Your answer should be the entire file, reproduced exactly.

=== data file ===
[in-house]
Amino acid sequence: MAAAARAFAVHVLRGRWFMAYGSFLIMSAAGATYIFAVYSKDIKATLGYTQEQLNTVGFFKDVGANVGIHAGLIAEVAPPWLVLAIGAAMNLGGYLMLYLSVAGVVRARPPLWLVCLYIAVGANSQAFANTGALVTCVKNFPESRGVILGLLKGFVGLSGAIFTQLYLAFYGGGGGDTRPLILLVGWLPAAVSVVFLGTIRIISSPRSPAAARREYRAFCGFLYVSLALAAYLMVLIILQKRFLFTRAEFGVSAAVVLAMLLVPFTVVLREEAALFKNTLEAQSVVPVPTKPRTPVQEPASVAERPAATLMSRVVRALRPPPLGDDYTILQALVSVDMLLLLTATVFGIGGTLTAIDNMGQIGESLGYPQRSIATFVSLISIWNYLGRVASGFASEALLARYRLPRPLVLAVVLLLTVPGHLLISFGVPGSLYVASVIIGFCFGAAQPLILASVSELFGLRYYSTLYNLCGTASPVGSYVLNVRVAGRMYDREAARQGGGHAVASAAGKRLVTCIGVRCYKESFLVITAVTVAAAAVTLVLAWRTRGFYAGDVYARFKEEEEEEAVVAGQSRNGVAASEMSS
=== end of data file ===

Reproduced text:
[in-house]
Amino acid sequence: MAAAARAFAVHVLRGRWFMAYGSFLIMSAAGATYIFAVYSKDIKATLGYTQEQLNTVGFFKDVGANVGIHAGLIAEVAPPWLVLAIGAAMNLGGYLMLYLSVAGVVRARPPLWLVCLYIAVGANSQAFANTGALVTCVKNFPESRGVILGLLKGFVGLSGAIFTQLYLAFYGGGGGDTRPLILLVGWLPAAVSVVFLGTIRIISSPRSPAAARREYRAFCGFLYVSLALAAYLMVLIILQKRFLFTRAEFGVSAAVVLAMLLVPFTVVLREEAALFKNTLEAQSVVPVPTKPRTPVQEPASVAERPAATLMSRVVRALRPPPLGDDYTILQALVSVDMLLLLTATVFGIGGTLTAIDNMGQIGESLGYPQRSIATFVSLISIWNYLGRVASGFASEALLARYRLPRPLVLAVVLLLTVPGHLLISFGVPGSLYVASVIIGFCFGAAQPLILASVSELFGLRYYSTLYNLCGTASPVGSYVLNVRVAGRMYDREAARQGGGHAVASAAGKRLVTCIGVRCYKESFLVITAVTVAAAAVTLVLAWRTRGFYAGDVYARFKEEEEEEAVVAGQSRNGVAASEMSS